Monday, May 26, 2014

Arizona Diamondbacks 2-2 at New York Mets 1-4 - May 25, 2014

This past Friday, the Diamondbacks and Mets were in the fourth inning of their series opener when the skies opened. Fans waited patiently for a couple of hours before the game was suspended and all statistics up to that point were thrown out, ruining scoresheets around the ballpark. The upshot was the game was moved to Sunday as part of a single-admission doubleheader. I decided to attend as it is not every day you can see 18 innings of major league baseball for the price of 9, although on the whole, I would rather have been in Philadelphia. From this day at the ballpark, I have a few thoughts I'd like to share.

Single-Admission Doubleheader

When did this term enter baseball vernacular? When I was a kid, the word doubleheader meant two games for the price of one. At some point, a financial genius and baseball lunkhead realized that they could double their income by scheduling one game in the afternoon and another in the evening, thus taking up the entire day for players, season ticket holders, and stadium employees. Who cares about them though, we can DOUBLE GATE RECEIPTS! Thus the day-night doubleheader was born. These days, there are almost no doubleheaders on the original schedule; and even many rainouts are rescheduled as the dreaded day-night variety.  Only on the rare occasion where a team is not returning to the city and circumstances prevent a day-nighter will you see two games for the price of one. Of course, given how bloody slow these games have become, that might not be a good thing after all.

Games Slower Than Ever

I've been talking about the terrible slowness that pervades MLB these days. Average game time is 3:08 but beyond that is how little happens during that time. Strikeouts are up while hits and runs are down. The stat I like to use is Pitches Per Minute (PPM) which measures the pace of the game, but it is only good for 17 seasons as reliable pitch counts are not available for games before 1998. Still, this season's PPM of 1.563 is nearly 10% slower than the high of 1.711 reached in 2004. For a more historical look, consider Runs Per Hour, which simply measures the number of runs you see per hour of baseball. The lowest figure for RPH in the past 60 years was in 1968, the year before the pitching mound was lowered. RPH that season came in at 2.672 while runs per game were at an all-time low of 6.84. This season, an average game sees 8.32 runs, but RPH is the lowest ever at 2.651! Games are more than 30 minutes longer now so even though you might see more total runs, you are spending relatively more time to see them.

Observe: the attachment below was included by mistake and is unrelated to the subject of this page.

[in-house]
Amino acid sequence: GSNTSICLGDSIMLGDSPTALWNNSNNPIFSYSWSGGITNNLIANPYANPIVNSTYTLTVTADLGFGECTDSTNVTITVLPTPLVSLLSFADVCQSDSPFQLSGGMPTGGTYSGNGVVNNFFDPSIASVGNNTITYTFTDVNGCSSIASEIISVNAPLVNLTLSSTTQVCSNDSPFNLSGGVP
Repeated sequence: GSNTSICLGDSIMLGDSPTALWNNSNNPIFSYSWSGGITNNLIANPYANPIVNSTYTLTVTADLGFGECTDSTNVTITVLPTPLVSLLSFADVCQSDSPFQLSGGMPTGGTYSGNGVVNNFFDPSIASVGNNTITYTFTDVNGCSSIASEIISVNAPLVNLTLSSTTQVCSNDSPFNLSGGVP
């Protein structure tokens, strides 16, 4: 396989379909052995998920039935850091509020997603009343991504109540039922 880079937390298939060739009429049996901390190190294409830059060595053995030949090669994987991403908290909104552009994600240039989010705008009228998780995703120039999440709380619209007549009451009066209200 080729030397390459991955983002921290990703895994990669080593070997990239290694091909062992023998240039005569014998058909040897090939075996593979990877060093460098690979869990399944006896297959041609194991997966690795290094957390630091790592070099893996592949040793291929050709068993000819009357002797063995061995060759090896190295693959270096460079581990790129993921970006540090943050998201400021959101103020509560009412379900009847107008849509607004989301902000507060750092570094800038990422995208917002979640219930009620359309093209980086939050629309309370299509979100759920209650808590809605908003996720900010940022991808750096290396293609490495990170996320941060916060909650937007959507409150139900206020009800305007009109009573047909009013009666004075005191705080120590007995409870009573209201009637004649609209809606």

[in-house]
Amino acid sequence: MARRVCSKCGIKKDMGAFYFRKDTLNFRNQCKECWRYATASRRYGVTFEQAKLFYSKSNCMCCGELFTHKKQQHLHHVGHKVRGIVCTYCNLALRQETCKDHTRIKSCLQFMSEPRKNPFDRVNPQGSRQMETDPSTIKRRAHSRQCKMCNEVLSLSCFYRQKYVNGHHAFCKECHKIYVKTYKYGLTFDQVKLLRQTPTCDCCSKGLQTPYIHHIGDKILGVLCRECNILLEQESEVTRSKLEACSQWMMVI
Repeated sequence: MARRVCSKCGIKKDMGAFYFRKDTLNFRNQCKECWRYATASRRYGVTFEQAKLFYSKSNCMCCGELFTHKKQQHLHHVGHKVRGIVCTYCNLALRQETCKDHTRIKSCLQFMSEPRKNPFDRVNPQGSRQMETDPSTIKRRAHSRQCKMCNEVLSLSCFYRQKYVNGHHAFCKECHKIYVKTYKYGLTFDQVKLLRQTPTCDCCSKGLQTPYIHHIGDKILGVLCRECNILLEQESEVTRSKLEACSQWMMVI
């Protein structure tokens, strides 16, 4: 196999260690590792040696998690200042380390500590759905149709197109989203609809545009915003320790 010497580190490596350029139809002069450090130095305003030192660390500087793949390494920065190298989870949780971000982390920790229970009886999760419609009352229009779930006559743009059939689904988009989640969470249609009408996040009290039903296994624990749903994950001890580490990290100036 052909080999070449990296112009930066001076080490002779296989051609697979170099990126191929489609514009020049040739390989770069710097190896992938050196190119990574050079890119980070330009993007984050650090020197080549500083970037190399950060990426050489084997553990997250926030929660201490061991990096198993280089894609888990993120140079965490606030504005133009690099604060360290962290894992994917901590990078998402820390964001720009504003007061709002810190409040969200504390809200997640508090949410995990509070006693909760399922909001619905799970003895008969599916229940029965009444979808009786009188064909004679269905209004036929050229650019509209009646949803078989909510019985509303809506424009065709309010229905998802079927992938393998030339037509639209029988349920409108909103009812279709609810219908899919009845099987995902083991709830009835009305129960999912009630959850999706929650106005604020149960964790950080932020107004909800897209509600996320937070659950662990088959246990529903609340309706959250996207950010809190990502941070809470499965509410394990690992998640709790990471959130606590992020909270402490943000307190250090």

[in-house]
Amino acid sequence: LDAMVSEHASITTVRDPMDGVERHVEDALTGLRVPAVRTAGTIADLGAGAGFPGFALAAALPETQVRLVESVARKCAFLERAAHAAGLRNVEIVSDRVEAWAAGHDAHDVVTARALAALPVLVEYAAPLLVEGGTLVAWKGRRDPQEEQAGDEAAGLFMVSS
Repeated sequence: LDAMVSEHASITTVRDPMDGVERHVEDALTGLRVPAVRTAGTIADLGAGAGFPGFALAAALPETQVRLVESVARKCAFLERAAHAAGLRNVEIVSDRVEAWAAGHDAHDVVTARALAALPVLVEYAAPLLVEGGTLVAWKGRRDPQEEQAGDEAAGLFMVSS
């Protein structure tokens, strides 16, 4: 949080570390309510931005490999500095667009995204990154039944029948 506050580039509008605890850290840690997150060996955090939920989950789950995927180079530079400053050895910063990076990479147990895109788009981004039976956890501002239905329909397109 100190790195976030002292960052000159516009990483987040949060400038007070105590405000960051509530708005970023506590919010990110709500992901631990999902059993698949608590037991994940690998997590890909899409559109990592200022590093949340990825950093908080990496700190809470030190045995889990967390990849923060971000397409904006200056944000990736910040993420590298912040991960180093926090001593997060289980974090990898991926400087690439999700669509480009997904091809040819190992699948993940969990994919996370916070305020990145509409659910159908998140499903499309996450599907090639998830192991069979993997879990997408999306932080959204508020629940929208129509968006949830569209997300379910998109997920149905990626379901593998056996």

This was true for what should have been a quick doubleheader. With the D-backs flying back home afterwards and both teams already out of the pennant race, I thought we might see some good old-fashioned baseball with pitching and swinging. Nope. The first game was won by Arizona 2-1 and took 3:09. That's less than a run per hour. The second game was won by New York 4-2 and took 3:12. That's less than 2 runs per hour. Overall, 9 runs in 6:21, or 1.42 RPH. Thankfully it was a beautiful day and the fans around me were of a like mind, so we spent most of the time complaining about how baseball is slow and boring. Smart fans, on the other hand, went home after the first game.

Scoring By iPad

I still score most games that I go to, using my customized scorebook. I even track pitches, assists and putouts as well, which keeps me more focused as the games become longer and filled with more interruptions. Recently though, I found an iPad app that allows you to score the game. After tracking Game 1 manually, I decided to try the app to see how it works in a live game. I had practiced a couple of times while watching the Jays on TV, but an NL game is quite different with all the lineup changes and there were plays that the app did not handle that well, though it does track all stats automatically, and allows you to create PDFs of the scoresheet for printing out at home. Ultimately though, I prefer the paper option, where you can easily make corrections. You really don't want to be using your iPad in a rainstorm either.

Anyway, the funny part of this story happened after the game one of the guys sitting behind me said, "You're the problem with baseball these days with that computer shit". Woo-hoo! I thought the problem with baseball was steroids and slow games, when really all we need to do is stop using technology. Problem solved. Interesting that this gentleman sat through two long, boring games and found my attempts to try something different to be the problem.

Close to a No-Hitter

I mentioned that I would rather have been in Philadelphia. That quote is based on a similar one attributed in various forms to W.C. Fields, a native of the city. Many believe it to be his epitaph, but his grave contains only his name and years of birth and death (1880-1946). Anyway, I brought this up because just down the road from Citi Field, Josh Beckett was authoring the first no-hitter of the season. I've yet to see a major-league no-no, and the two I saw in the minors are asterisked (one was 7 innings and 3 pitchers, the other a rain-shortened 5-inning affair). I do hope to see one sometime, but it is quite possible that this will be the closest I will ever come.



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